The north / south difference there may have something to do with social capital. Maybe if they had town meetings in Fluvanna County, Virginia, the politics would change there. (I am only singling out that county because I drove through there recently).
brennakimi wrote:
Nov. 5th, 2008 03:22 am (UTC)
It's really an oversimplification of reality, though. There's a lot more to Southern whites than that they're Southern whites. Southern whites are overwhelmingly fundamentalist Christian. Whatever role race may play, Jesus plays a bigger role, and, for them, Jesus votes Republican. And, they're not voting for McCain; they're voting for Palin.
pewter_wings wrote:
Nov. 5th, 2008 03:27 am (UTC)
Amen.
brennakimi wrote:
Nov. 5th, 2008 03:32 am (UTC)
Right, and Southern whites have been economically conservative for, what? 200 years?

There's a reason it's such a strong lead.

Rural, conservative Christian, conservative economics, "state's rights"...

Right, and some of them are racist. But it's more the baby-killin and the gay-lovin.

*sigh*
pewter_wings wrote:
Nov. 5th, 2008 03:27 am (UTC)
North Carolina has Obama up by 15,000 votes, Virginia up by 29,000.

Both of these states were in the Confederacy. Which states are you speaking of?
jaboobyville wrote:
Nov. 5th, 2008 03:30 am (UTC)
I can't tell you for certain. It was a live TV broadcast, so I'm going from memory. I believe that he mentioned Georgia and Alabama.
brennakimi wrote:
Nov. 5th, 2008 03:36 am (UTC)
He's talking about the state of the fallacy of false positives.
polarisdib wrote:
Nov. 5th, 2008 04:01 am (UTC)
You know, I'm not prejudiced. That's why I hate all the Southerners for being racist jerks!

(Lately, I've been finding many a comment from various people taken incorrectly and turning into bizarre flame-fests, being that everyone is all high tension right now, so let me clarify: it's a joke, I'm being silly).

--DiB
pewter_wings wrote:
Nov. 5th, 2008 04:24 am (UTC)
Hey! I might be a jerk, but I am not racist!

:P
jaboobyville wrote:
Nov. 5th, 2008 04:27 am (UTC)
I'm a jerkist.
bastblack wrote:
Nov. 5th, 2008 06:29 am (UTC)
Florida is not part of the Deep South. We maybe be the Southern Most State, but we are not racist. We voted Obama. You may love us Southernmost Southerners now. -^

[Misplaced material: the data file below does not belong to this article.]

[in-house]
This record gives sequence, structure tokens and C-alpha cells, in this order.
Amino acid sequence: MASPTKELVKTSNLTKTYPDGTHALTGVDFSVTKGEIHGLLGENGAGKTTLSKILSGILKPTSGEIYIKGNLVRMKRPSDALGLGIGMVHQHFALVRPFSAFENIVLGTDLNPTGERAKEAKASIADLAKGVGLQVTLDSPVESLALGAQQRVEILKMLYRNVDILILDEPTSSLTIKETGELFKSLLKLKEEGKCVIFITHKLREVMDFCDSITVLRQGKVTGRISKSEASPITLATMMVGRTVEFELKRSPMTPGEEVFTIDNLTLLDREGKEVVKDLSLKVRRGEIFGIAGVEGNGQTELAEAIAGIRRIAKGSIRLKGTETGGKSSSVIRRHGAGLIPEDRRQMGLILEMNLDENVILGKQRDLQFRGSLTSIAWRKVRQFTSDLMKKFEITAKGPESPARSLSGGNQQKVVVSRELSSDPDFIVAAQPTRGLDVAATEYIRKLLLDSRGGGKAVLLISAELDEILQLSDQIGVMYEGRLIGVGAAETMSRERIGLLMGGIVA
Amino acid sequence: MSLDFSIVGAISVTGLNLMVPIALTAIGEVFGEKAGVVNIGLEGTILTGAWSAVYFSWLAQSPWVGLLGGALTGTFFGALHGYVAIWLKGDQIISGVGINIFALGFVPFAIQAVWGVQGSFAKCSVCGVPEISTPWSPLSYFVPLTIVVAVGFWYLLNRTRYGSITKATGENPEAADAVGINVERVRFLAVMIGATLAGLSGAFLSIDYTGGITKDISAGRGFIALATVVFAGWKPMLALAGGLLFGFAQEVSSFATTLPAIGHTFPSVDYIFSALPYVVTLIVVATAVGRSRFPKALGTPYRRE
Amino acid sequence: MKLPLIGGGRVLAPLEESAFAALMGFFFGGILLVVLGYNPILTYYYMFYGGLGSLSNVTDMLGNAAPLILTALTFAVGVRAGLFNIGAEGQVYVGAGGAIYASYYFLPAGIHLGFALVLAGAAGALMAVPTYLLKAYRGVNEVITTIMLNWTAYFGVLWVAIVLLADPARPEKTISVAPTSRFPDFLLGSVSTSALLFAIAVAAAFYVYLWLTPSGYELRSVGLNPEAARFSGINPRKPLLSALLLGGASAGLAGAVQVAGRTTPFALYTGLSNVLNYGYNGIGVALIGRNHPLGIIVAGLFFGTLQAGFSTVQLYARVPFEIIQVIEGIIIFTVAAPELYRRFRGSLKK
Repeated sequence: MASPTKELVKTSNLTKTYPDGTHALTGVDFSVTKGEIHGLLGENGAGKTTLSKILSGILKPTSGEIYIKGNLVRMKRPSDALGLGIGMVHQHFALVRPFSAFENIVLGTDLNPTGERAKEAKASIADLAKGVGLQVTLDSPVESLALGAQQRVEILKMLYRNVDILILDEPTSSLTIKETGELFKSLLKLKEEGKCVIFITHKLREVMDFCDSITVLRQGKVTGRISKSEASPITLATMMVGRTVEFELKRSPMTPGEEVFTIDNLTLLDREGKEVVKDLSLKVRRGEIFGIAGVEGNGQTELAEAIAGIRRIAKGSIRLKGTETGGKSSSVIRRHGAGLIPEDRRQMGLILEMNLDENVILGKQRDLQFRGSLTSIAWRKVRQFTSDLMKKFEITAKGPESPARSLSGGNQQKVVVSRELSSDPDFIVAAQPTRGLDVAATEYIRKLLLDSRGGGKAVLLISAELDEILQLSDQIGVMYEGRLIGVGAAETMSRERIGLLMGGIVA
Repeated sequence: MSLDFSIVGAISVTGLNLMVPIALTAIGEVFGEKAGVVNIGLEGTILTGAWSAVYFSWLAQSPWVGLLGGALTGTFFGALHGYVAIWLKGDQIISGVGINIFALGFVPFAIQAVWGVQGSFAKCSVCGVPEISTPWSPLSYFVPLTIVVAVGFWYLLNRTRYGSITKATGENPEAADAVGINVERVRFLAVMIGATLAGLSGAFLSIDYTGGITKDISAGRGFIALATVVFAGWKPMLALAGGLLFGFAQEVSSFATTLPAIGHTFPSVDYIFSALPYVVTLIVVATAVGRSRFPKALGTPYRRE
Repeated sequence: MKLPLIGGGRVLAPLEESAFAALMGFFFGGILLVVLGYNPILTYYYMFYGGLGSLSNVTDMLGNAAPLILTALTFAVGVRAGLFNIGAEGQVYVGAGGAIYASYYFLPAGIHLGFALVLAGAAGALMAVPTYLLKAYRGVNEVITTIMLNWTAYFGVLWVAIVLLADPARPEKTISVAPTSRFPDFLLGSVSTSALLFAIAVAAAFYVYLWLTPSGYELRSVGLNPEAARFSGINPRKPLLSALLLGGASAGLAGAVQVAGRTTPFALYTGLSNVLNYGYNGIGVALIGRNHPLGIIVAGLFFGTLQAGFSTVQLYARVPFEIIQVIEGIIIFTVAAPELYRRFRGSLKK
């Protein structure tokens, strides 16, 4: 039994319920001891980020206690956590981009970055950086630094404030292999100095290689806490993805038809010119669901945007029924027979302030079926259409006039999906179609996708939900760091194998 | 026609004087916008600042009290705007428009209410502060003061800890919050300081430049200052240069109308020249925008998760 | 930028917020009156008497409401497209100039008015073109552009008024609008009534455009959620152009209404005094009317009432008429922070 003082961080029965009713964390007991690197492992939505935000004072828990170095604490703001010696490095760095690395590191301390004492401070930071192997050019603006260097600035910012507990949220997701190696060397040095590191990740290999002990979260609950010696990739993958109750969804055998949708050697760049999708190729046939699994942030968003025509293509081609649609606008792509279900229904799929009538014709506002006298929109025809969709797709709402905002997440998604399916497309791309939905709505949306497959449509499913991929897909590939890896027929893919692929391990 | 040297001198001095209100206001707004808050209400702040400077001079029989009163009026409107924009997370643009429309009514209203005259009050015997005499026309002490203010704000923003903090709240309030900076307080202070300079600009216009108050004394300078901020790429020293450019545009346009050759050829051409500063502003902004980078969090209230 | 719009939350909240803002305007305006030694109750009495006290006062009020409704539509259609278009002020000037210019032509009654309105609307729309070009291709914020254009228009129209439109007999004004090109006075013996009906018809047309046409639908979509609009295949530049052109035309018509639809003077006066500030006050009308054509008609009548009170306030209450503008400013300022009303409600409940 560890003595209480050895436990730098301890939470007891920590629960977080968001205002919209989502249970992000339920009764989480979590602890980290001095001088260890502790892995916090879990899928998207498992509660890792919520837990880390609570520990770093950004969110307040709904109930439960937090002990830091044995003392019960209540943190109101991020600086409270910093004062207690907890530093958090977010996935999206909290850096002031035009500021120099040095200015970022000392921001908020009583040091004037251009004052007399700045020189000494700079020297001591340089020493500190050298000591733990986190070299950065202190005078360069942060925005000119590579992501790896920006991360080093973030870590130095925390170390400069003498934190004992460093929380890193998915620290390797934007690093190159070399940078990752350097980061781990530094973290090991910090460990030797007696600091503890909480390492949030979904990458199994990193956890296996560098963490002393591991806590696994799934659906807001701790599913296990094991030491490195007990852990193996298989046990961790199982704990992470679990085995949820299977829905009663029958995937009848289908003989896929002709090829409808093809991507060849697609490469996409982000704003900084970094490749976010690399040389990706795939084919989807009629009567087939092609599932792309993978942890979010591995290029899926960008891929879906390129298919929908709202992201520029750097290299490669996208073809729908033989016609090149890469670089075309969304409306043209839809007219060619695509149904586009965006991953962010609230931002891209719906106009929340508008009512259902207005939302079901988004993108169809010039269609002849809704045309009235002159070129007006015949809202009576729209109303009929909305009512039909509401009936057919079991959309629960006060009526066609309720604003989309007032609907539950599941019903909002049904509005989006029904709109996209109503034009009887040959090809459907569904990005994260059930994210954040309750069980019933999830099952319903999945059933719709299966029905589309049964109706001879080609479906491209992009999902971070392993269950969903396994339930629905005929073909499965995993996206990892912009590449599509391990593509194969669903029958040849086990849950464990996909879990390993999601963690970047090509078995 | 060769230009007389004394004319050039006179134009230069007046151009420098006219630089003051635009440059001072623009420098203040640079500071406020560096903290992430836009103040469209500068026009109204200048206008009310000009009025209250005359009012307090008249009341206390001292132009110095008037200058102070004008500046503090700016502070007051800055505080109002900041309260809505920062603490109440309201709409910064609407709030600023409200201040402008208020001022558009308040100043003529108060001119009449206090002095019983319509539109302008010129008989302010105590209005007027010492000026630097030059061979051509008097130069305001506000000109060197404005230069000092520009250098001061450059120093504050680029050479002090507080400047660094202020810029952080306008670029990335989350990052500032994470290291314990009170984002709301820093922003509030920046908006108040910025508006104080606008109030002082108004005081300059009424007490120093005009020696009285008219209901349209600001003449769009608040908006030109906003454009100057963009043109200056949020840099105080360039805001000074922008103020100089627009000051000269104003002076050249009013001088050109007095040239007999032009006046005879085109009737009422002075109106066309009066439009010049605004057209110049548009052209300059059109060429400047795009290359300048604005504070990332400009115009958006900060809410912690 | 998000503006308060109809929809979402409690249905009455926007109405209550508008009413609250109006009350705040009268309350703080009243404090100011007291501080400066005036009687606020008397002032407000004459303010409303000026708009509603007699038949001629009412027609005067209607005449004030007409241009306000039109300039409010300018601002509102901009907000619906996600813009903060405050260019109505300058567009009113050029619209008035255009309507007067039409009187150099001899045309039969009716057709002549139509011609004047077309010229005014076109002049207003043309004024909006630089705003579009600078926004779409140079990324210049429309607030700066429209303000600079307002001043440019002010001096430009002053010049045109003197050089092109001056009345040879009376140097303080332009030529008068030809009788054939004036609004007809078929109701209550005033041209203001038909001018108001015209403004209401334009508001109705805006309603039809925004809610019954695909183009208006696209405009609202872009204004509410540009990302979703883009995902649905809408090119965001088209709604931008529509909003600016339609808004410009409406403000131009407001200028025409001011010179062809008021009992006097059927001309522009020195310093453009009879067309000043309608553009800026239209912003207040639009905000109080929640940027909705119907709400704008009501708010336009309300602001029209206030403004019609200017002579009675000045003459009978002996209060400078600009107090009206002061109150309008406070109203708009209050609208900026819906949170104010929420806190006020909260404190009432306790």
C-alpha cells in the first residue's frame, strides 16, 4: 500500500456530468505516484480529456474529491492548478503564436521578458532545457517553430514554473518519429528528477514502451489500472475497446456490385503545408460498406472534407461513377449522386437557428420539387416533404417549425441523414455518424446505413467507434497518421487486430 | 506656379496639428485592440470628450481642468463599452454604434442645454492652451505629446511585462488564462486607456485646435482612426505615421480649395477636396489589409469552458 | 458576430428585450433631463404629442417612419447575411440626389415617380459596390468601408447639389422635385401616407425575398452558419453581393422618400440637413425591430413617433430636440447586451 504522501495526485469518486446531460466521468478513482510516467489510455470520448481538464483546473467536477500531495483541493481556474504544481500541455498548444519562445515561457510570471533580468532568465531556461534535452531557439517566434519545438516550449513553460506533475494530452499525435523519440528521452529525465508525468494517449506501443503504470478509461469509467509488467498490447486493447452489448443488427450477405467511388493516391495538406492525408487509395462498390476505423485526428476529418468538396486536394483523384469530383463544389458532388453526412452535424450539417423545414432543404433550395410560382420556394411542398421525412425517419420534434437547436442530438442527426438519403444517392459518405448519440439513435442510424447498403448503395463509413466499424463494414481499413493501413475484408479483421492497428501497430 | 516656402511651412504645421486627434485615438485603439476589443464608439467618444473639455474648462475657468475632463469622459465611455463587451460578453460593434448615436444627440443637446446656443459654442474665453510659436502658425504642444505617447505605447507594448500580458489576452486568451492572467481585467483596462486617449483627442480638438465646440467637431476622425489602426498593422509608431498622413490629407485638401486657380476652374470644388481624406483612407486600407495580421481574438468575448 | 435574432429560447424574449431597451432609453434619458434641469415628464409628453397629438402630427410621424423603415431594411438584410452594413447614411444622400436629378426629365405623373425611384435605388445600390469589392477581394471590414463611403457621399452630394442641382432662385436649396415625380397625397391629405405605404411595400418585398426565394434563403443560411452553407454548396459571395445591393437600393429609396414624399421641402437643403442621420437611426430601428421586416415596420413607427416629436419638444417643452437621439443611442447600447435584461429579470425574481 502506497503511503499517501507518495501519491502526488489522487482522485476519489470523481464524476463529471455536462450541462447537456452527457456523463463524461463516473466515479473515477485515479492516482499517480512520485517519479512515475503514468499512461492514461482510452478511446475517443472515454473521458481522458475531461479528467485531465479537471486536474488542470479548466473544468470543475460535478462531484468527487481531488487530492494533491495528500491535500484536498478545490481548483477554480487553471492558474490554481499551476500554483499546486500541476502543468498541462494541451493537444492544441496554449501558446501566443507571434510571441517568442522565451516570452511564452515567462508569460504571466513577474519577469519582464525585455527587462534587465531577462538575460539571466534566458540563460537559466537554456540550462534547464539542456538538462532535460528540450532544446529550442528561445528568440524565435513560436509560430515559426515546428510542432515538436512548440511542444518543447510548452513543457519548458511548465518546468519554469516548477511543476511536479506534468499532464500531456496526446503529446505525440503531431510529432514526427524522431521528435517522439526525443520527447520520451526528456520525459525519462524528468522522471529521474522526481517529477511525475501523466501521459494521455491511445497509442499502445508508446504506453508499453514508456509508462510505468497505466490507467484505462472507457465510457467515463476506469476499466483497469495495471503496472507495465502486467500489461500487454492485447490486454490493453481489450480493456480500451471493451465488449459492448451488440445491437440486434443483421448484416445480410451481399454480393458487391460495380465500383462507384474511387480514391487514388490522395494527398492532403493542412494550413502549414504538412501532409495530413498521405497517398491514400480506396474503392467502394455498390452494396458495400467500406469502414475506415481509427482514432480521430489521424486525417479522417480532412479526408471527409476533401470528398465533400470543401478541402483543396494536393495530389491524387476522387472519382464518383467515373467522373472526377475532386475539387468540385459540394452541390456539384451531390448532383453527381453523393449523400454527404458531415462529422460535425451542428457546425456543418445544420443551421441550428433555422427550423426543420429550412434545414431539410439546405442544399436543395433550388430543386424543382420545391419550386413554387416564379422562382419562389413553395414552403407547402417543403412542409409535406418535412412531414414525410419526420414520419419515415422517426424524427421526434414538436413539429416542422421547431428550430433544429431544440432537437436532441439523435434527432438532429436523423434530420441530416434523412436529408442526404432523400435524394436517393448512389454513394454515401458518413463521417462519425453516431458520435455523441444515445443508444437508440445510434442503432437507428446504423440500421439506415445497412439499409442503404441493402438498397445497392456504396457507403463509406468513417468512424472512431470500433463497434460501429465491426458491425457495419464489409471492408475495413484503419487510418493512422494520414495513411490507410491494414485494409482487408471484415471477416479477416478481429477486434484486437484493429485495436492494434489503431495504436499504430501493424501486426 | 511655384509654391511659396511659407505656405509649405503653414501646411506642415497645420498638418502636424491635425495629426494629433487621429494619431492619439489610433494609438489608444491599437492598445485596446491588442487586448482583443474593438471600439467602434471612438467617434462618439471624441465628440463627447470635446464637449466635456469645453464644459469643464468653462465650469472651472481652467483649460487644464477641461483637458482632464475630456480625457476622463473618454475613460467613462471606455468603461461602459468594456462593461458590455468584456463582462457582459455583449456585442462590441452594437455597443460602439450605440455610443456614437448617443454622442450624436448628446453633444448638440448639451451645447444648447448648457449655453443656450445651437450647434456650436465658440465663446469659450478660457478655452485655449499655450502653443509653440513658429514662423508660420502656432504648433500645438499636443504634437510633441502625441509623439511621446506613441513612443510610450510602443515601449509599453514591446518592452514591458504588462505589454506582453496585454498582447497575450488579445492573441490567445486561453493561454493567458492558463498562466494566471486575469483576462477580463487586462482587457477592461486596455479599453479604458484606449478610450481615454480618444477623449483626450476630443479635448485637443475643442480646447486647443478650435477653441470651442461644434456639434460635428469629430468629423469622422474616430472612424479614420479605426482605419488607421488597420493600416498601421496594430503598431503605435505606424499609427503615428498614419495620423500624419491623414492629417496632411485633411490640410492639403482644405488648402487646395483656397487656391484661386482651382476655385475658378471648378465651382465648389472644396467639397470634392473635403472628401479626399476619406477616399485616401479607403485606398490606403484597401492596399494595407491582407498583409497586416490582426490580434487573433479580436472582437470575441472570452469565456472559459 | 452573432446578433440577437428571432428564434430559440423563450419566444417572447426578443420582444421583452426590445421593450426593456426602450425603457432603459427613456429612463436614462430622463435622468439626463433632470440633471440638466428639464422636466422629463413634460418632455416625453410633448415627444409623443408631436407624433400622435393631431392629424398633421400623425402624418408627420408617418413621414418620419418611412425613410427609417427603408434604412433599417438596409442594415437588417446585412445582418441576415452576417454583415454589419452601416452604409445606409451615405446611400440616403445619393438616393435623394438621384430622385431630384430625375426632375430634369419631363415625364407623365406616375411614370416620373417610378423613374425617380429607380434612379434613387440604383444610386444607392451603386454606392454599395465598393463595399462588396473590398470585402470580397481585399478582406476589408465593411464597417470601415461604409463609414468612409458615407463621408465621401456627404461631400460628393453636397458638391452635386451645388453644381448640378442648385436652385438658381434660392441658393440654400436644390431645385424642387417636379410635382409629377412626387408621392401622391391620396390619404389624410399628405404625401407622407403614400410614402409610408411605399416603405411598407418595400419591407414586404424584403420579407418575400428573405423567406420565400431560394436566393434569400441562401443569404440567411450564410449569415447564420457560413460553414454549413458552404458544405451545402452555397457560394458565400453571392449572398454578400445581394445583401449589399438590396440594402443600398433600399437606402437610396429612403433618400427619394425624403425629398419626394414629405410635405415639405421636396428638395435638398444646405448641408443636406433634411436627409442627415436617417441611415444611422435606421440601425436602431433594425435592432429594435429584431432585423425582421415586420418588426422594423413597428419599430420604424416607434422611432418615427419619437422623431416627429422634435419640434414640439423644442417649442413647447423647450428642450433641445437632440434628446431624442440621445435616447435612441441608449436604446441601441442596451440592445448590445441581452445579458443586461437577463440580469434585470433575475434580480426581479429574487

pirateninjax wrote:
Nov. 5th, 2008 04:50 am (UTC)
It just shows that people are ignorant and being racist and not looking at the issues.

Back home, at my old HS, they held a mock election with candidates S and D and the students just voted on the issues. Now, it's mostly a 'redneck' HS so all of them said they'd 'never vote for a black president' but when the votes were in the majority of the school had voted for Obama on issues alone. It's sad, really, how uniformed people are when they go to cast their vote.
janet_prime wrote:
Nov. 5th, 2008 05:38 am (UTC)
Yes, it is a grief -- but maybe this night's election can start to change that a bit.

Call it the deepest scar from our Civil War [or War between the States, if you're from the south]. For 90 years after that war, no white in the south would vote anything but Democrat because Abe Lincoln was Republican. Then the Democrats led the civil rights movement in the fifties and sixties, and almost overnight they all switched.

But my Chicago experience has taught me that all that means is that the real elections down there were the Primaries -- which in an all-Democrat Chicago were a multi-party free-for-all. [Some years ago, they finally admitted that officially, and made all city elections non-partisan with run-offs for all offices that don't produce a winner with a true majority.]
bastblack wrote:
Nov. 5th, 2008 06:24 am (UTC)
I watched PBS' coverage too. ^^

Did you hear how the microphones where still live in the newsroom when Obama gave his speech and you could hear someone crying? I cried too, but wow, even the people in the newsroom were teary eyed.

Getting back to your question, I think he said White Male voters. White Male voters were voting for Obama in bigger numbers than Al Gore or John Kerry, but when it came to the Confederate States the opposite was happening. Florida was a Confederate State, but Florida does not vote that way, only the panhandle is "Confederate", the I-4 corridor and South Florida are not.

I'm not surprised by what they said, "The Civil War is alive and well in 2008." I think it's true, sadly.
lishypo wrote:
Nov. 5th, 2008 06:58 am (UTC)
I'm from rural KY, and I knew there was no hope for my state turning even remotely blue, or even for my county to turn blue. After hearing of Obama's victory, while awe-inspired and moved, my happiness is still muted by the fact that where I live, that in my own family, there are those cursing the country and Obama as much as others are praising it. I want to be ecstatic, but this sad reality won't let my feet leave the ground.
(no subject) - saavedra77 - Nov. 5th, 2008 07:17 am (UTC)
rudedude42 wrote:
Nov. 8th, 2008 12:27 pm (UTC)
Yo Yo
I know what to make of it...People in the South are hillbillies and thier racist and thier hillbillies. It doesnt matter who respectable and intelligent and worthy the black man would be these hillbillies would still never vote for them and thats why their ugly hillbillies with fat bodies and they stink and thier bodies stink....